Seeing shadows: How the groundhog stacks up against the climate record

Groundhogs are cute, but are they accurate forecasters?
February 2, 2017
This isn't Punxsutawney Phil, but he (or she) sure is cute.

In Gobbler's Knob, Pennsylvania, at the crack of dawn today, the nation's most famous groundhog Punxsutawney Phil saw his shadow and as the legend has it, six more weeks of winter. (Apparently, not all groundhog forecasters agreedoffsite link.)

How accurate was Phil's 2016 prediction?

Phil hit the mark last year when he didn’t see his shadow and predicted that spring had sprung. The contiguous United States saw above average temperatures in both February and March 2016. The Midwest and Northeast, along with the western half of the Lower 48 states, saw above-average February temperatures. But, the Southeast saw near-average February temperatures. Overall, 21 states were much warmer than average during the month.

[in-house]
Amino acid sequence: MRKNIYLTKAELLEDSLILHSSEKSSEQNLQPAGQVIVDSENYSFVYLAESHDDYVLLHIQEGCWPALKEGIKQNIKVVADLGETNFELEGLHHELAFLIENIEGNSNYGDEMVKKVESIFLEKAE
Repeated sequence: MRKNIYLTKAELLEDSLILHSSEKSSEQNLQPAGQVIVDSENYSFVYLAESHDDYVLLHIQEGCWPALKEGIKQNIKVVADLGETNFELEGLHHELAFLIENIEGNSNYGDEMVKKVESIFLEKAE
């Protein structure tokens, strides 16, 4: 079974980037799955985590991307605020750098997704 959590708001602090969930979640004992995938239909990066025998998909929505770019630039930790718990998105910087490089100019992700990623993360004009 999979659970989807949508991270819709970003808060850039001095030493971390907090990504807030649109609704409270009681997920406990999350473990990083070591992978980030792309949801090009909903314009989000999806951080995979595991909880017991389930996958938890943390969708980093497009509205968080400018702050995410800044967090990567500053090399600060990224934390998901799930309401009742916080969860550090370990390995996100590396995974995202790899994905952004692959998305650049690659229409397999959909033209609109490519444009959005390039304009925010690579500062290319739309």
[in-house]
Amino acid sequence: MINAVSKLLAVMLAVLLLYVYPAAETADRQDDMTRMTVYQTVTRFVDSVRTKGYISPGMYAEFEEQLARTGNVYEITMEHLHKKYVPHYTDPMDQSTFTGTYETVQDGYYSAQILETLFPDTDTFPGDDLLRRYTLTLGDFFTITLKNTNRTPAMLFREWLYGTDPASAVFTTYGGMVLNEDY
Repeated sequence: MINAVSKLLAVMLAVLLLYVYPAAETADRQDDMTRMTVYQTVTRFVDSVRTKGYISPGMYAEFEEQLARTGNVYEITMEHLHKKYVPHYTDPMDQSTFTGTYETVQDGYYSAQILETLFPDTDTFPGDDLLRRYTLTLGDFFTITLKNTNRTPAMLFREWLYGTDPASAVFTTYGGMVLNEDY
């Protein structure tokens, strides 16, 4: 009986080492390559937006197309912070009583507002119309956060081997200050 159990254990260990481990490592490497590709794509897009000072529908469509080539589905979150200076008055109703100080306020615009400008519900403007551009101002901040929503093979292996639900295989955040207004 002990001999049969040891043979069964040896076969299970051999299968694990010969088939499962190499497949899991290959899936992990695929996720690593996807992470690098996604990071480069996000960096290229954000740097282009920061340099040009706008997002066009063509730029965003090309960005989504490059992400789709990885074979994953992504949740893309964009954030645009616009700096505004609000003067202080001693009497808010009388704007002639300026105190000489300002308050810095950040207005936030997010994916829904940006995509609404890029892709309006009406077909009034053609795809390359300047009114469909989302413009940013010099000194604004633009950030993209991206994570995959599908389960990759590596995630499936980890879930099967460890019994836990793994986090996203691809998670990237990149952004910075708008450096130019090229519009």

Last March, every state in the contiguous United States saw above average temperatures. Parts of the Rocky Mountains, Central and Northern Plains, Midwest, and the East Coast were all much warmer than average during the month. Overall, the month ranked as the fourth warmest March for the Lower 48 in our 122-year period of record. It was also the warmest since 2012.

As Phil surely knows, accurate forecasting is hard work. Take a look at how the groundhog has scored against the U.S. temperature record (and download our infographic), courtesy of NOAA's National Centers for Environmental Information